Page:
A translator during a pretrial hearing at the Guantanamo Bay war crimes tribunal referred to the monthly men’s magazine Esquire when the discussion was in fact focused on Al-Qaeda’s English-language magazine Inspire.
While Inspire focuses on promoting the terrorist group’s jihadi creed and recruiting new English-speaking members to carry out attacks on U.S. soil, Esquire is the magazine perhaps most famous for its splashy annual “Sexiest Woman Alive” issue.
The Friday pretrial hearing was for five prisoners accused of plotting the Sept. 11 attacks. If convicted, they could face the death penalty.
Reuters reports that Navy Captain Thomas Welsh who is the outgoing legal adviser for Guantanamo testified how mail between attorneys and their imprisoned clients was screened in an effort to prevent prohibited information from being passed between the parties. Reuters reports:
He said the rules were tightened after a defense lawyer tried to send a copy of Inspire magazine to one of the defendants.
"I'm told that the translation is wrong," interrupted defense attorney Cheryl Bormann, who was not the source of the intercepted magazine.
She said the interpreter translating Welsh's testimony for the defendants had identified the contraband publication to them as Esquire. That magazine describes its focus as "beautiful women, men's fashion, best music, drink recipes."
This Inspire issue from 2010 included headlines like "Make a bomb in the kitchen of your mom” and “May our souls be sacrificed for you!” the latter penned by Anwar al-Awlaki, the senior Al Qaeda American-Yemeni cleric killed by a U.S. drone attack in 2011.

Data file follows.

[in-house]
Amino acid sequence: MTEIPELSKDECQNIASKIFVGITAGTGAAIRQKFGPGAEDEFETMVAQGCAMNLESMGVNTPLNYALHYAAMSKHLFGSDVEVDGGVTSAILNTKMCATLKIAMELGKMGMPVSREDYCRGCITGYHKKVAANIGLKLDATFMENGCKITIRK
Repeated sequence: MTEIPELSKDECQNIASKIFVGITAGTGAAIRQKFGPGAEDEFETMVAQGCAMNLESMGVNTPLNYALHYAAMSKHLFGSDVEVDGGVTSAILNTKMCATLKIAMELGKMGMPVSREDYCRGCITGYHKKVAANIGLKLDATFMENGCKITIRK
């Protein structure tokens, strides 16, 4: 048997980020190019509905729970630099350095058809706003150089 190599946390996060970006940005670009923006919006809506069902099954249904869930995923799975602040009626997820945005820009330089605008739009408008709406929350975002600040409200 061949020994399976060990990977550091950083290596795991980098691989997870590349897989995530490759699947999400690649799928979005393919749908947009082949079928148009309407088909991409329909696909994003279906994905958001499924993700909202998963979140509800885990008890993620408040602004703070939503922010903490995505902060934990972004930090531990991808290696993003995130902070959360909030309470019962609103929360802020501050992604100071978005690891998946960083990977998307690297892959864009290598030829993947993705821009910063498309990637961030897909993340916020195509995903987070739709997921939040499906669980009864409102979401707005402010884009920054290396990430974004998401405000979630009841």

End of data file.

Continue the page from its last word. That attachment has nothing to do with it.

The U.S. military also killed Samir Khan in the same drone attack in Yemen. Khan was the editor of Inspire, which is published by Al Qaeda in the Arabian Peninsula.
Reuters reports that the Arabic-English interpreter apologized for confusing the two magazines. Defendant Khalid Sheikh Mohammed’s attorney who has been accused of masterminding the September 11 attacks said that Inspire might contain relevant information. Reuters writes:
"Do you know that al Qaeda is alleged to be a co-conspirator in this case? Did you reflect on the fact that many of these materials would be related to the defense?" asked defense attorney David Nevin, who also was not the source of the magazine.
Welsh said he was more concerned with Inspire's encouragement of attacks on U.S. personnel.
Mohammed and his four co-defendants are charged with crimes including conspiracy, hijacking and murder and are expected to go to trial in late 2014 at the earliest.
The pretrial hearings are examining defense lawyer allegations that their privileged communications with their clients were either monitored or restricted to such a degree that they weren’t able to prepare their case properly.